European Union finance ministers agreed yesterday (7 July) to tighten bank loans during periods of economic growth in order to boost liquidity and make funds available for when recession hits. The agreement came as national regulators proposed to build a bank liquidity buffer to guarantee a “survival period of at least one month”.
Under the agreed plan on long-term rules, which the European Commission will use to draft legislation in October, banks would be required to build sizeable reserves of capital in good times so that they can act as a buffer during downturns.
This would prevent financial institutions from ruthlessly opening the credit market during periods of economic boom, while easing lending during difficult times.
The scheme is intended to ensure the 27-nation EU is better prepared for any repeat of the global financial crisis, which was triggered by bad loans in the United States which spread quickly throughout the world’s economies.
“The Council agrees that further work is necessary to mitigate pro-cyclicality by creating counter-cyclical capital buffers, i.e. to be raised in good times and to be drawn in downturns,” the ministers said in a statement after their monthly meeting in Brussels. Pro-cyclicality is an aspect of economic policy that could magnify economic or financial fluctuations.
“We need to see stronger buffers in banks in good times. It is important that we mend the banking system so that credit gets running again. We need stronger regulation, more efficient regulation,” said Swedish Finance Minister Anders Borg, whose country holds the EU’s rotating presidency.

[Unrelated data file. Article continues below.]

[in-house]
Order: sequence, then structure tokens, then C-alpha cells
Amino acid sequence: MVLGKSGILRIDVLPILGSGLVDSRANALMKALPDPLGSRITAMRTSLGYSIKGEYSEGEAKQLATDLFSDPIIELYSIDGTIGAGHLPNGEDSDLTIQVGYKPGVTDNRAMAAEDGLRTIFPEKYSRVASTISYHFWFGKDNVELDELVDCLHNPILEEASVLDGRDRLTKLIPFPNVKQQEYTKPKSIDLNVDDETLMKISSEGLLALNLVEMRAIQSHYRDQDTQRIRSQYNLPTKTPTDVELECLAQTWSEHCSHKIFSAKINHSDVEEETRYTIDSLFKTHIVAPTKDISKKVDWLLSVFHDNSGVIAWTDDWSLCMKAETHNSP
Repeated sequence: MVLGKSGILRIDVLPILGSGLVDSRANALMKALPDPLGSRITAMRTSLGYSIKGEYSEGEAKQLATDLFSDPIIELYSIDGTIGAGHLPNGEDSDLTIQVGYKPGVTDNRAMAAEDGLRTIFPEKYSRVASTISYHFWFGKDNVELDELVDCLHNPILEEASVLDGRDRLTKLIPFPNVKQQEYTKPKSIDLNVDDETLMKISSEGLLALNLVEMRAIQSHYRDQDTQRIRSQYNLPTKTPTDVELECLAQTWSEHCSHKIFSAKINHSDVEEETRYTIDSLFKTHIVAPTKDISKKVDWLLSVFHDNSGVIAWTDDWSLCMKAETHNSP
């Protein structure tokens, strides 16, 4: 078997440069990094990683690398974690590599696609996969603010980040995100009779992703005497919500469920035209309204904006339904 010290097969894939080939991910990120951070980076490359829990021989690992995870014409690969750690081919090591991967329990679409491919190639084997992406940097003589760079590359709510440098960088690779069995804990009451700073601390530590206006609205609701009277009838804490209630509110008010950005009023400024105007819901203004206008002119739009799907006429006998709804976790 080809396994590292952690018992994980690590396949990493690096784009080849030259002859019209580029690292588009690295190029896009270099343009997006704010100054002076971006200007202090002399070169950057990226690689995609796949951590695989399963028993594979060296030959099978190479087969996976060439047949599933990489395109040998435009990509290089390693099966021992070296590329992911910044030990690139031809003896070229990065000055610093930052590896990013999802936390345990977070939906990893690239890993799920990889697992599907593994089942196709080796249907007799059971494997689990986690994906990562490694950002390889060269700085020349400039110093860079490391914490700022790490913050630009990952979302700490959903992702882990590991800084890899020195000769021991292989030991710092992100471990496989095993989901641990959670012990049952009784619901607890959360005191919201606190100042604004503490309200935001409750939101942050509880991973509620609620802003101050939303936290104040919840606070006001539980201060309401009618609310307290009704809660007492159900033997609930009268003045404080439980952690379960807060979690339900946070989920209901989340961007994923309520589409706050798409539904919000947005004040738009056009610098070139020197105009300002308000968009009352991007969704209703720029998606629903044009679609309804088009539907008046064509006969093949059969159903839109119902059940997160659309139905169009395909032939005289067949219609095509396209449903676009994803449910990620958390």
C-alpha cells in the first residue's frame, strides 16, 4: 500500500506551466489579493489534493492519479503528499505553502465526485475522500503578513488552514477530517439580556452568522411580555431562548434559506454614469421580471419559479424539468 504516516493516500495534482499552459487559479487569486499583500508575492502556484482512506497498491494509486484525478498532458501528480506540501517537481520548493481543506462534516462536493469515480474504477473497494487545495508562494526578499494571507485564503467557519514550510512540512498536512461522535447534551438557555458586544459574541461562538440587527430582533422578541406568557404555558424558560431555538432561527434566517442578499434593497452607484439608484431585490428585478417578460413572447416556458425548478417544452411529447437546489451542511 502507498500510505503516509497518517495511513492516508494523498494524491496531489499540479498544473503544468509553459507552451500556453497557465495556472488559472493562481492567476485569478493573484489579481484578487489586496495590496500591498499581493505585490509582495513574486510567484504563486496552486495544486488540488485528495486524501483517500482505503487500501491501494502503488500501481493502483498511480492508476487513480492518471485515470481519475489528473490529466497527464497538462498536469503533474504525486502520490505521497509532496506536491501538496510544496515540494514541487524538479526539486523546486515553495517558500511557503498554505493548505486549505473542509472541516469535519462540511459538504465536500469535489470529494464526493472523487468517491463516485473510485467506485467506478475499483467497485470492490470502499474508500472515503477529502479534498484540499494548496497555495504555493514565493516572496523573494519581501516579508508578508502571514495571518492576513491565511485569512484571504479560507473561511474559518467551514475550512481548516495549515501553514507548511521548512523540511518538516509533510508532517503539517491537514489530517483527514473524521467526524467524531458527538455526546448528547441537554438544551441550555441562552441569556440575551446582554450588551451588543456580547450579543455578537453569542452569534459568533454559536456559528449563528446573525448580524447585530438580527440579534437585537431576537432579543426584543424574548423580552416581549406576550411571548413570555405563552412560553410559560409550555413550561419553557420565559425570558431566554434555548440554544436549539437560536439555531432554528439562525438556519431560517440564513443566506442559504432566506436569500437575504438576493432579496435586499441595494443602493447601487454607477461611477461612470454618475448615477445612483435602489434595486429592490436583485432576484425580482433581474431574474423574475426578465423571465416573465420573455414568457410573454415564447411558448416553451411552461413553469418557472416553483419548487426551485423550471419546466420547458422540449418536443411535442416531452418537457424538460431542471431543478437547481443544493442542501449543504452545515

The Council statement was echoed by draft guidelines on liquidity buffers published yesterday by EU banking regulators brought together in the Committee of European Banking Supervisors (CEBS).
“A survival period of at least one month should be applied to determine the overall size of the liquidity buffer under the chosen stress scenarios. Within this period, a shorter time horizon of at least one week should also be considered to reflect the need for a higher degree of confidence over the very short term,” CEBS said.
The committee also described the type of assets that could be accepted in a liquidity buffer: they must be money or assets that can be turned into cash quickly with a predictable value. Over-reliance on one type of asset, whose rapid sale to raise cash could disrupt the broader market and trigger problems for other banks, should also be avoided, CEBS said. The committee carefully avoided spelling out an absolute figure for the reserve, as this will vary from bank to bank.
Disagreement on German proposal
Countries rejected Germany’s proposal to relax the Basel II rules on capital requirements for a limited period so that credit supply does not dry up to such an extent that firms are put at risk. But the plan gave rise to little enthusiasm.
“There was a very broad majority of countries that did not have exactly the same view [as Germany],” Borg told a news conference. He said the Commission would look at the issue and report back to the ministers.
“What I’m not in favour of is that some are thinking about chucking out Basel II. A crisis that arose on the back of debts can’t be solved by making it easier to run up debts,” Austrian Finance Minister Josef Proell said. German Finance Minister Peer Steinbrueck said his country would press on with its plans.
(EURACTIV with Reuters.)